4.4 Comparators – Pulse and Digital Circuits

4.4 COMPARATORS

An amplitude comparator is a circuit that tells the time instant at which the input amplitude has reached a reference level. A comparator is shown in Fig. 4.24.

Ideally, in this comparator:

 

vo = 0 for t < t1

vo = V for tt1

The amplitude of the output abruptly rises from 0 to V at t = t1, t1 is the time instant at which vi reaches VR.

4.4.1 Diode Comparators

In this section, we discuss two types of diode comparators—pick-off and break-away diode comparators.

Pick-off Diode Comparators. A simple diode comparator circuit is shown in Fig. 4.25. A base clipper is used as a comparator. The input now is a ramp and VR is the reference voltage. The circuit is required to tell the time instant at which the input reaches VR.

FIGURE 4.24 A comparator

FIGURE 4.25 A pick-off diode comparator

Using an ideal diode, as long as, vi < VR, vo = VR. If viVR, vo = vi. Upto t = t1, vo = VR and the slope of the output is 0. At t = t1, output suddenly rises as the input (the slope at the output has changed) and this is the time instant at which the input reaches the reference level VR. The point P where the slope changes when the diode conducts is called the break point. The diode in this case is called a “pick-off” diode.

As is evident from the Fig. 4.25, there is a sudden change in the slope of the output at the instant the input reaches VR. However, due to ageing and temperature variations, the diode may not switch from OFF to ON at exactly t = t1 (break point, P). It may switch state at any instant after t1 and before t2 (see Fig. 4.26).

FIGURE 4.26 The input and output of the diode comparator

Hence, the break point (the point at which the device D changes state) may not exactly be at t1. Instead, there is a break region (t1 to t2), within which, at any instant the device may switch state. Therefore, there is a large region of uncertainty. After the break point, the output follows the input—it has the same slope as the input. If this region of uncertainty is to be reduced to know precisely at which time instant the input reaches the reference level, the break region should be sharp. To achieve this, an amplifier may be placed before or after the comparator.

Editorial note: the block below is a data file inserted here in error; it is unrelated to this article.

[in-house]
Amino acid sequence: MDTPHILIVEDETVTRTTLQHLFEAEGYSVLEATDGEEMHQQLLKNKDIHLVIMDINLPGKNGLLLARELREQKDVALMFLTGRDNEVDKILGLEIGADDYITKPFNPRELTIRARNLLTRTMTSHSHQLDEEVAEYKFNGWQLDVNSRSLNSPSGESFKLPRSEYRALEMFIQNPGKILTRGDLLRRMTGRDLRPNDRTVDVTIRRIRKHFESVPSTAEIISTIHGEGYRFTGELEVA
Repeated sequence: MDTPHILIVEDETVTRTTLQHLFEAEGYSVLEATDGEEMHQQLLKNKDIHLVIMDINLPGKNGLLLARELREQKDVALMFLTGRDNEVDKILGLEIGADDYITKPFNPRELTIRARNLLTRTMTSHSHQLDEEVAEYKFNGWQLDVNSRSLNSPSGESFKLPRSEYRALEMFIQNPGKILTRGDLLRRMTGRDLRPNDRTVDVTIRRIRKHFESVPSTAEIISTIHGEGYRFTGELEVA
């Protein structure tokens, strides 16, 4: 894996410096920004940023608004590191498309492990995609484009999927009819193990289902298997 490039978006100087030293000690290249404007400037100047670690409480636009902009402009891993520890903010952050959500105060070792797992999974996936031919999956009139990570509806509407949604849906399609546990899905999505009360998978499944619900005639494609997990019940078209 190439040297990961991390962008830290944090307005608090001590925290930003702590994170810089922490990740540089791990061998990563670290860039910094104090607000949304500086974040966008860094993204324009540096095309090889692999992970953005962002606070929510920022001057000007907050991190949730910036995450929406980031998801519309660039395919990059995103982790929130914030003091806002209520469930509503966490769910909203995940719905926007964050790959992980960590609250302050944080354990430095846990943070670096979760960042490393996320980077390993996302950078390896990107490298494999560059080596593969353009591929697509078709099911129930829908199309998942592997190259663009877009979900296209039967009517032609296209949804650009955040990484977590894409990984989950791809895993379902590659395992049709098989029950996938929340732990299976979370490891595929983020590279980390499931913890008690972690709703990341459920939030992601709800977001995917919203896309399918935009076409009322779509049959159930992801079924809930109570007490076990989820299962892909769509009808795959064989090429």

Consider the response of the comparator circuit shown in Fig. 4.25. To the left of the break point, the diode is OFF. Hence, the reverse incremental resistance of the diode is significantly larger when compared to R. To the right of the break point, the forward incremental resistance of the diode is much smaller than R. If the break point is located at a point where the incremental resistance of the diode, (r) is equal to the resistance (R) then the incremental change in the output voltage (Δvo) for a corresponding change at the input (Δvi) is calculated using Fig. 4.27.

If r = R:

FIGURE 4.27 The circuit to calculate the incremental change in the output voltage

This relation tells that Δvi = 2Δvo. That is, for a larger incremental change in the input, there is a smaller incremental change in the output. The region of uncertainty is larger.

A device is connected at the output of the comparator, and is required to be activated when the diode current is say, I and has a drop across R as IR. If, now an amplifier is connected at the output of the comparator to reduce the region of uncertainty, the output of this amplifier activates the device (see Fig. 4.28). Let the amplifier have a gain A. During Δt = t2t1, the output changes by Δvo = V2VR, see Fig 4.26, the delay in the response is reduced to Δt/A or (t2t1)/A.